Author Topic: Removable Divider Technique?  (Read 3442 times)

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Offline Ross Davis

  • Posts: 15
Removable Divider Technique?
« on: February 20, 2017, 04:05 PM »
Hi -

Making a bathroom vanity.  Under the sink section, I'd like to install a removable vertical divider as part of the face frame.  This divider would cover the gap between the two doors to the vanity.  The end goal is to make it easier to install / maintain the plumbing.

Suggestions?  Hardware that might be needed?

TIA

Ross

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Offline Owego

  • Posts: 108
Re: Removable Divider Technique?
« Reply #1 on: February 20, 2017, 04:10 PM »
Pocket screws. 

Offline DrD

  • Posts: 406
  • I might not be fast BUT I sure am slow
Re: Removable Divider Technique?
« Reply #2 on: February 20, 2017, 04:29 PM »
Why not sliding dovetails?
KS12 EB Kapex with Delta Folding Table & FastCap Best Fence; TS75 EQ with Parallel Guide Rail Set (FS-PA 495717 & FS-PA-VL 495718) and FS 800/2, 1080/2, 1400/2 LR32, 1400/2, 1900/2 Guide Rails, and Betterly SLC23 Straight Line Connector; DF500 Q with Assortment Systainer; OF1010 EQ with Fine Adjuster for Guide Stop, WA-OF Angle Arm, UP-OF Edging Plate and SF-OF Chip Deflector (486242); OF1400 EQ with OF1400 Dust Hood x 2, OF 1400  Edge Guide x 2, OF 1400  Guide Stop; LR32 Set; PSB399 EQ; EHL65 E; RAS115.04 E; RS2 E; ETS150/3 EQ; RO150 FEQ; Hand Sanding Block Set; CT26 with assortment of AS and Non-AS Hoses; MFT/3 Table x2; SysLite; Assortment of Quick & Screw Clamps, Consumables, Dogs.

Offline SRSemenza

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  • Posts: 8289
  • Finger Lakes Region, NY State , USA
Re: Removable Divider Technique?
« Reply #3 on: February 20, 2017, 04:43 PM »
I like this idea might have to convert my existing vanity.


     Depends a bit on how easily and conveniently you want to be able to remove it.  Of the first two suggestions I'd go with pocket screws because you could end up with sliding dove tails becoming too tight to easily drive apart without damage over time. Especially in a potentially humid bathroom. Both good ideas though.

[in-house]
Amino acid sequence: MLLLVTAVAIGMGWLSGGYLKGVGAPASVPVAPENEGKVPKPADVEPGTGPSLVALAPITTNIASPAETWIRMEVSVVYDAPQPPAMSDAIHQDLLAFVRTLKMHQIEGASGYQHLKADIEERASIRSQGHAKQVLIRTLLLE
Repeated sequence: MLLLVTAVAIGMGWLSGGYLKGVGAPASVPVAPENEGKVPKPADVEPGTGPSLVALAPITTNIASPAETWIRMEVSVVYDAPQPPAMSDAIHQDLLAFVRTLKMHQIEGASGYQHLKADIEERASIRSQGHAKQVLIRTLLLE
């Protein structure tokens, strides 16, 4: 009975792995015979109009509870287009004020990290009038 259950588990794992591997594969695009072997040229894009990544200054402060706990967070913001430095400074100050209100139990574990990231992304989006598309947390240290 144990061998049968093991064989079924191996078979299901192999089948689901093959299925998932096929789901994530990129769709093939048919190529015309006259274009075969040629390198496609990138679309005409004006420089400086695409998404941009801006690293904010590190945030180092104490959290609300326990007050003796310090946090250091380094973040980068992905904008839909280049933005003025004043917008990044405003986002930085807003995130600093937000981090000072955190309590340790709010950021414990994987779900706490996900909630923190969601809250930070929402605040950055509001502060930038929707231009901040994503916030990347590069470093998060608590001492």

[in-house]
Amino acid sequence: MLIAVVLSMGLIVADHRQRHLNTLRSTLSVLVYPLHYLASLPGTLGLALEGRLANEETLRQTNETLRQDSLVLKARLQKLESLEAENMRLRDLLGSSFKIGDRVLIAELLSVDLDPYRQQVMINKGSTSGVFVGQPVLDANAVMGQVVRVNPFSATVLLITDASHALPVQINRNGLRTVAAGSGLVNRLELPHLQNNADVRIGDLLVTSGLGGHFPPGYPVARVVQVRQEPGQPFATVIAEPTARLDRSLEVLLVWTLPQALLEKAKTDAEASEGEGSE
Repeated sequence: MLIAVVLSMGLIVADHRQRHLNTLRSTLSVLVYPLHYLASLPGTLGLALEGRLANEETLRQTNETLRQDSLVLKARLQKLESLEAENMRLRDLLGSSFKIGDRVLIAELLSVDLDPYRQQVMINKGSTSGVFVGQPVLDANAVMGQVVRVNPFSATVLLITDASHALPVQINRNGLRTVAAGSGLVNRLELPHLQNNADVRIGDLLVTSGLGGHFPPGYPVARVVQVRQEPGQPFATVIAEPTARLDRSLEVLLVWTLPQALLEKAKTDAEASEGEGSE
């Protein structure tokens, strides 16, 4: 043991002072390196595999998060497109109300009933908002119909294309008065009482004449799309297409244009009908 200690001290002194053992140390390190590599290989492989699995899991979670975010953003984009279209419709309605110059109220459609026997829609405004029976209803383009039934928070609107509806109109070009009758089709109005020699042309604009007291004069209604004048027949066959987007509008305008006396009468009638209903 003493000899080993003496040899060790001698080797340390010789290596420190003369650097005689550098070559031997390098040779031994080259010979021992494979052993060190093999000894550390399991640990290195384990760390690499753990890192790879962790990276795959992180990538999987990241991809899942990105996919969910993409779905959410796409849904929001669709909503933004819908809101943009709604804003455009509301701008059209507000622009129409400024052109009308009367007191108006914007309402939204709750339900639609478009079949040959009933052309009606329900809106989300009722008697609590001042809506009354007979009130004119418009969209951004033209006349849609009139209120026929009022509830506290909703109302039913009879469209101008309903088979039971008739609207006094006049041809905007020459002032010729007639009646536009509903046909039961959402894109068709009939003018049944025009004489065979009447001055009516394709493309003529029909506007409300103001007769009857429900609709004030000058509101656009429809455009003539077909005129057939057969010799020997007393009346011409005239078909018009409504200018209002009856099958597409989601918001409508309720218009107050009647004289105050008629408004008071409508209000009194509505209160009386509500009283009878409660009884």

Part of the trick will be to remember (ten years later) that you made it easy to take out.

   Maybe rare earth magnets with a short backer piece at the top and bottom so that the vertical piece doesn't get pushed in.

Seth

Offline James Biddle

  • Posts: 104
Re: Removable Divider Technique?
« Reply #4 on: February 20, 2017, 06:55 PM »
I just mill down a thin piece of wood and attach behind one of the doors and leave the divider out altogether

Offline tjbnwi

  • Posts: 5485
  • Cedar Tucky Indiana
Re: Removable Divider Technique?
« Reply #5 on: February 20, 2017, 07:09 PM »
I just mill down a thin piece of wood and attach behind one of the doors and leave the divider out altogether

What he said.

Same idea as the right cabinet drawer and on this island. Appears to be a door and drawer to match the ones to the left, as you can see in the second photo looks can be deceiving.

Tom


Offline kevinculle

  • Posts: 179
Re: Removable Divider Technique?
« Reply #6 on: February 20, 2017, 09:52 PM »
I have always hated middle stiles on cabinets as they restrict access and look clunky so I don't use them, just gap the doors to 1/16" (1.5mm).

Offline Bob D.

  • Posts: 774
Re: Removable Divider Technique?
« Reply #7 on: February 24, 2017, 07:17 AM »
"I just mill down a thin piece of wood and attach behind one of the doors and leave the divider out altogether."

This is the best solution I think, and one I have seen used on commercially made kitchen cabinets for many years.
My last two homes have used this solution on kitchen wall and base cabinets, and that's going back 27 years so its
nothing new.
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It's a table saw, do you know where your fingers are?

Offline lunchman

  • Posts: 84
Re: Removable Divider Technique?
« Reply #8 on: February 24, 2017, 11:13 AM »
I'm about to do this for an upcoming project in my kitchen, replacing fixed shelves with pullouts I'll be building. In searching the web for ideas, these brackets came up:

http://www.homewarehq.com/stile-away-bracket.aspx

-Dom